“Virtual ODR” is the ODR system that is adopted by Arbitration.in. It is an ODR system in the sense that it is an “Online” system for conducting Dispute Resolutions such as Arbitration or Mediation. But it is different from the so called ODR systems which are being presently used worldwide and let’s try to understand the differences.
In the ODR system that is generally used, the Website that offers the services functions like a “Arbitral Center”. The person who invokes the system (claimant) sends a request by e-mail to the center with necessary information about the respondent. The Center appoints an Arbitrator and forwards the claimant’s request to him. There after, the Arbitrator takes over and sends an e-mail notice to the respondent. When the response is received, it is communicated to the claimant and his response to the respondent’s reply is sought. Arbitrator will decide when the chain of correspondence has to be closed and declare that he has all the necessary information to take a decision and proceeds to convey his award.
In this entire process, lot of time is wasted in waiting for the response from the other party and even when received, it may be incomplete and need clarification. Hence the process may have to go through several cycles of exchanges unless the Arbitrator puts his foot down and rules that the exchange of responses will be allowed only once or twice. This may leave the disputing parties dissatisfied. Additionally, if the process is challenged in a Court, there will be needless discussions on what the Arbitrator did or did not do.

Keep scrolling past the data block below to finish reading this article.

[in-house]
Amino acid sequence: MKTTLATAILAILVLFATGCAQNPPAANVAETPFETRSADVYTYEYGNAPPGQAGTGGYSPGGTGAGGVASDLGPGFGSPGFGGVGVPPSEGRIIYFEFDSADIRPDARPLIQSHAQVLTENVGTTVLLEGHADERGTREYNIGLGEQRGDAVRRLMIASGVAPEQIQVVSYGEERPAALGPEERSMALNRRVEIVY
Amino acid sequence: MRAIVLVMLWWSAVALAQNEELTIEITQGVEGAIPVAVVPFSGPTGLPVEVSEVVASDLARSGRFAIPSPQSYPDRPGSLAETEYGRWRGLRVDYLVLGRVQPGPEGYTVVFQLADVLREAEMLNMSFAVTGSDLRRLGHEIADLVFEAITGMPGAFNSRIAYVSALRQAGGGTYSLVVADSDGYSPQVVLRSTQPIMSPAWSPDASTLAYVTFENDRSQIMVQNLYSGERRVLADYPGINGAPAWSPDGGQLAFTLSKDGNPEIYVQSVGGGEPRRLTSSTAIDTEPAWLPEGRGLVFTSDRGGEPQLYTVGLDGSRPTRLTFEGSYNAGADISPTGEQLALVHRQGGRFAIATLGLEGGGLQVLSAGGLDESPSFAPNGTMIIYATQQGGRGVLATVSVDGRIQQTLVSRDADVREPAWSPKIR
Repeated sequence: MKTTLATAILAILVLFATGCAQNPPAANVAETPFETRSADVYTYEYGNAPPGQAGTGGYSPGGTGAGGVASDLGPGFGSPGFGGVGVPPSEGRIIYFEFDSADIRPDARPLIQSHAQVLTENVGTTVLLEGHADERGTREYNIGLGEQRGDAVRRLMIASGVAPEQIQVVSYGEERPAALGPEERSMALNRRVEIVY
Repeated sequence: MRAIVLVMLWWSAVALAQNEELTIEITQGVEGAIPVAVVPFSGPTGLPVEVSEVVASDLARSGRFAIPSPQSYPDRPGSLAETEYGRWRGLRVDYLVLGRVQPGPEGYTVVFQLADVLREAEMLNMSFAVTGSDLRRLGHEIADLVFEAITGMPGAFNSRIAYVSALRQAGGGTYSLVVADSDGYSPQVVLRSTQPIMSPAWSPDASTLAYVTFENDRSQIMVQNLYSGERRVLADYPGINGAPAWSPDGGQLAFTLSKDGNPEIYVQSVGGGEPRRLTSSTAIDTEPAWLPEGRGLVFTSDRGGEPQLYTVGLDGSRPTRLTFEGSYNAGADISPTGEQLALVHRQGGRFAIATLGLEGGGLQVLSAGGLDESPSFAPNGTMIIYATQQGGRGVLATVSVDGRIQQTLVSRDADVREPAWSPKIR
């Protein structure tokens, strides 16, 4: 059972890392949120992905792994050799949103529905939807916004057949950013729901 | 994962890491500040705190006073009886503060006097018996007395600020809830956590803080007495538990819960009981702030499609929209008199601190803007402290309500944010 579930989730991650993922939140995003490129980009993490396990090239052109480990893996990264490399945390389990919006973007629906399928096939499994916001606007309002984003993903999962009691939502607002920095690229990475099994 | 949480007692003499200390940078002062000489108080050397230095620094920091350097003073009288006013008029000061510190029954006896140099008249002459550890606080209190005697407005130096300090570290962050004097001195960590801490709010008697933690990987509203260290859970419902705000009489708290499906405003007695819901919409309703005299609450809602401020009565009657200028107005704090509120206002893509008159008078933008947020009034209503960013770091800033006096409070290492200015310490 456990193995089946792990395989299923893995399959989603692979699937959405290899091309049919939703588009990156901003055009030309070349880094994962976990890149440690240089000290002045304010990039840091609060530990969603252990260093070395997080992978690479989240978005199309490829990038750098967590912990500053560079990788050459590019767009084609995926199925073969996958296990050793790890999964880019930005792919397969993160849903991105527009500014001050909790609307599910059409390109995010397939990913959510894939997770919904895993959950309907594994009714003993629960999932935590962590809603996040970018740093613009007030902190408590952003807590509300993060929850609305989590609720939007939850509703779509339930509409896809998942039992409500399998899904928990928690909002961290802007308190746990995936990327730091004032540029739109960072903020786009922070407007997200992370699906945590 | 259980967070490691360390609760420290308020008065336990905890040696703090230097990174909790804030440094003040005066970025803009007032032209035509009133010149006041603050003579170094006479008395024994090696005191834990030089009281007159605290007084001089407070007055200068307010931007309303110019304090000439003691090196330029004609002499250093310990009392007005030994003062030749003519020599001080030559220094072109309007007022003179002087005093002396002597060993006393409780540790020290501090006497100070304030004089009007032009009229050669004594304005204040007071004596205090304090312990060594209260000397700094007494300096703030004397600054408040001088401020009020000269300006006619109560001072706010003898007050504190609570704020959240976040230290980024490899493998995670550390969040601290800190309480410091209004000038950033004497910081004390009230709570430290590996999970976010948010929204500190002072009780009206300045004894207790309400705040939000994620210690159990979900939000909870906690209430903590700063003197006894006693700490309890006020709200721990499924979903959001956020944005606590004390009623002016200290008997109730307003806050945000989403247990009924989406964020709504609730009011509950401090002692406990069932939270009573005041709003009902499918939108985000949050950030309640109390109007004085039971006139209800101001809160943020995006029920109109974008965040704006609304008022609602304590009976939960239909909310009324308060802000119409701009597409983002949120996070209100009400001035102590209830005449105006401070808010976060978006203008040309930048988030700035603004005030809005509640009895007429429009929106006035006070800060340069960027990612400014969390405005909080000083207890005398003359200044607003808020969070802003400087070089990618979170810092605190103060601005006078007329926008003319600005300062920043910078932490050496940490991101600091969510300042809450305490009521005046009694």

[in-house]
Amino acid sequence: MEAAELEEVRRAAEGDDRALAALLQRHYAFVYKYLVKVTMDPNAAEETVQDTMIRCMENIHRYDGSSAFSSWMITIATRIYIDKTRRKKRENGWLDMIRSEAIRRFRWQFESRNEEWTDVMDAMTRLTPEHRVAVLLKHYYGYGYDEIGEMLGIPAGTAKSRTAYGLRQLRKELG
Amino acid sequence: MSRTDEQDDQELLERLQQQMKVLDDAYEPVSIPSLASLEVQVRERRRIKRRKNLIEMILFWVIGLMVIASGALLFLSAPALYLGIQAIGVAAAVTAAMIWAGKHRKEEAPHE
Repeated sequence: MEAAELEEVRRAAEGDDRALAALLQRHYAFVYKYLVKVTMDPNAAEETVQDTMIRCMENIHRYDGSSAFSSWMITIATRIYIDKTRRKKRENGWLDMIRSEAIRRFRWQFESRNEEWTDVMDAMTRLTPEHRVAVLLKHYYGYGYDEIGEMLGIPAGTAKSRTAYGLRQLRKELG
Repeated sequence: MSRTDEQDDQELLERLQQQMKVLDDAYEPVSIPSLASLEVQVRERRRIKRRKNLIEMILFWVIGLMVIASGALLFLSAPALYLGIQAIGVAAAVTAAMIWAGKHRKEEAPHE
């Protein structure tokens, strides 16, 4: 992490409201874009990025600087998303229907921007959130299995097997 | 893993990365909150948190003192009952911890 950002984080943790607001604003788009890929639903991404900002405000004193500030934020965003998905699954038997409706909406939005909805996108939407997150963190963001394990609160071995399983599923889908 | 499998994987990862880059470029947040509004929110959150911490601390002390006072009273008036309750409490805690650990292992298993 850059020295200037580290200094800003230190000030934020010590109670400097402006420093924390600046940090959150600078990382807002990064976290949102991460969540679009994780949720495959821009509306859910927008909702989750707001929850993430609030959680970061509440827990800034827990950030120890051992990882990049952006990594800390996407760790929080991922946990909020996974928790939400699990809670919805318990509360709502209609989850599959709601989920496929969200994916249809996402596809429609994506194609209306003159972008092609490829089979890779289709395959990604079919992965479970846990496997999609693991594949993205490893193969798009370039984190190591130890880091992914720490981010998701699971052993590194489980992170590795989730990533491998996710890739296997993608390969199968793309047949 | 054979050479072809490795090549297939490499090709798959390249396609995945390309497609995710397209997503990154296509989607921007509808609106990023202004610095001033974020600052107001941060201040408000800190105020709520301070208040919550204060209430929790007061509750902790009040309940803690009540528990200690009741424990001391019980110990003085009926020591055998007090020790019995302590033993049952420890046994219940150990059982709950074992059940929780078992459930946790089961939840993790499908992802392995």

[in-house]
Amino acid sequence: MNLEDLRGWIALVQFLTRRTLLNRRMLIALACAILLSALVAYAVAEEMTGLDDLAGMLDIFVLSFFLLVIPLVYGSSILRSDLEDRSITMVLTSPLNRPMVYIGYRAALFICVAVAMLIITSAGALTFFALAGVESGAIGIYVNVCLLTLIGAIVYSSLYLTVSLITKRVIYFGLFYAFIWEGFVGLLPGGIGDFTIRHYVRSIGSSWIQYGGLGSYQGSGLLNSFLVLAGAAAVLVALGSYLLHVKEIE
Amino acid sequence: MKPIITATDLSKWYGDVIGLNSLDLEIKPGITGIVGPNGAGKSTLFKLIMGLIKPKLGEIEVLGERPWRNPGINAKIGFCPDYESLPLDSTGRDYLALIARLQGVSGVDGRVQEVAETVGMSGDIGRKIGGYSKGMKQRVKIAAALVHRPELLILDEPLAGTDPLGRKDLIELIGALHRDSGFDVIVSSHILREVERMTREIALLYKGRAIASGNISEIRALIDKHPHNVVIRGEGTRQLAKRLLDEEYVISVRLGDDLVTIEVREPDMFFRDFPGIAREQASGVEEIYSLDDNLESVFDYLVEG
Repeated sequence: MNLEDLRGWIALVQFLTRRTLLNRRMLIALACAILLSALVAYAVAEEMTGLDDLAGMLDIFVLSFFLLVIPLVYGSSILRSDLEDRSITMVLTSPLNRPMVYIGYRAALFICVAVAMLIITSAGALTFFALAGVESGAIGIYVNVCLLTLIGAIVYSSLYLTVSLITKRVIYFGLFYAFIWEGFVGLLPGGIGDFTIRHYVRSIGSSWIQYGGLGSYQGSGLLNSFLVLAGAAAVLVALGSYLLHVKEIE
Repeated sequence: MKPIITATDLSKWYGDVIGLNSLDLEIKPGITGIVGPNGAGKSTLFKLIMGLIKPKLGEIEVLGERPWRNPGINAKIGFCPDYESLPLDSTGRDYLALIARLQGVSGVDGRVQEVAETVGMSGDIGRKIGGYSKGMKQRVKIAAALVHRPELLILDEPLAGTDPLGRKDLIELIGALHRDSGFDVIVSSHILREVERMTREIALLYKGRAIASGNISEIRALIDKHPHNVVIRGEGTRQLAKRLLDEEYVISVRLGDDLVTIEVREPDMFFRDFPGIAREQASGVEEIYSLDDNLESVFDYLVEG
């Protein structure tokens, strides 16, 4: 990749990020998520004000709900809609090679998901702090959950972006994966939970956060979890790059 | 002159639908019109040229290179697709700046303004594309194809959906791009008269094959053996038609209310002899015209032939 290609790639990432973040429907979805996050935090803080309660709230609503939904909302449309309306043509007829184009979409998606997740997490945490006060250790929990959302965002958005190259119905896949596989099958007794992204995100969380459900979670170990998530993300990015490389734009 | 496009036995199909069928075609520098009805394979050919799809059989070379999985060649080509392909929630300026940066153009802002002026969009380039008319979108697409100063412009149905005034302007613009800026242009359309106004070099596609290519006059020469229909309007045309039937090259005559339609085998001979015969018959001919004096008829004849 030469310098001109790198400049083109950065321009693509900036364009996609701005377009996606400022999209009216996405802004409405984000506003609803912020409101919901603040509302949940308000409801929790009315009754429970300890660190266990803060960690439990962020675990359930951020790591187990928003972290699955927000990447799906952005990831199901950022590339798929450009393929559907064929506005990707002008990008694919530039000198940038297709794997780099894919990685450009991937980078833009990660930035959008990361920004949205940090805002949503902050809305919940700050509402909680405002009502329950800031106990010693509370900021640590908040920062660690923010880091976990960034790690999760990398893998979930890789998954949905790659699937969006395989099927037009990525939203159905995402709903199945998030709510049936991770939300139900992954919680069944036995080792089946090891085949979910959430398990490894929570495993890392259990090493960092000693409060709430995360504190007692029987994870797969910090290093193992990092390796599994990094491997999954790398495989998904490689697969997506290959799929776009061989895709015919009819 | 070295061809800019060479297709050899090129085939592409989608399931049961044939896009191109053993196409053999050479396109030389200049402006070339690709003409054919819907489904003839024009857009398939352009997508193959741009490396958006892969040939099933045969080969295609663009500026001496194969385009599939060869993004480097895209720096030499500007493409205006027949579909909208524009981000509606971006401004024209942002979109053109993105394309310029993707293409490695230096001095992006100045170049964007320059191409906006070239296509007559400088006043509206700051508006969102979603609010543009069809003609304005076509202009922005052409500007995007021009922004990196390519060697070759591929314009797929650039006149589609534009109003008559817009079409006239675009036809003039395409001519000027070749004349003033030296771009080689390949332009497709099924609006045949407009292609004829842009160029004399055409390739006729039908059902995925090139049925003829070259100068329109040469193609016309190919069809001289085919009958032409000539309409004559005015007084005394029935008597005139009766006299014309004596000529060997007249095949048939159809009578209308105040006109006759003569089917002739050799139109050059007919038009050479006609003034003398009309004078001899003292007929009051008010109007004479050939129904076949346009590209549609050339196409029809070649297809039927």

On the other hand the Virtual ODR system of Arbitration.in functions principally as a service provider to the Arbitrator. Where required, it
may provide back office services but all proceedings will be done in the name of the Arbitrator only and the website only acts as an intermediary service provider.
The actual process of arbitration is conducted in a virtual meeting room. While e-mails are exchanged initially, it is for issue of access credentials to the people who have to be present and not on the proceedings.
If the parties need to introduce evidence in the form of lengthy documents which need to be studied by the other party, it may be sent by e-mail as advance information but are confirmed during the virtual session. However the face to face (virtual) meeting in which the parties, their counsels and the Arbitrator meet together enables all discussions to take place in a virtual replication of a physical meeting. Even witnesses can be examined in the same room. In view of the meeting of all parties in one place, small differences of opinion can be settled quickly and to the satisfaction of all parties. There is therefore better clarity on the views of either parties and saving of repeated exchanges of e-mail just to present points and respond to the points raised by the other.
Additionally, the Registrar of the Arbitration.in will be present during the session and take complete notes of all the proceedings by simply making a video recording of the entire process. This results in complete transparency when the proceedings are to be discussed later when challenged in a Court. Since the recording is certified by the Registrar under Section 65B of Indian Evidence Act, it is admissible as evidence in any Indian Court under law.
Hence the Virtual ODR process is distinctly superior in terms of not only operating efficiency but also in terms of judicial acceptance.
This type of Virtual ODR with certification of proceedings is considered unique and innovative.
I hope the Arbitration community appreciates the benefits and start using the system.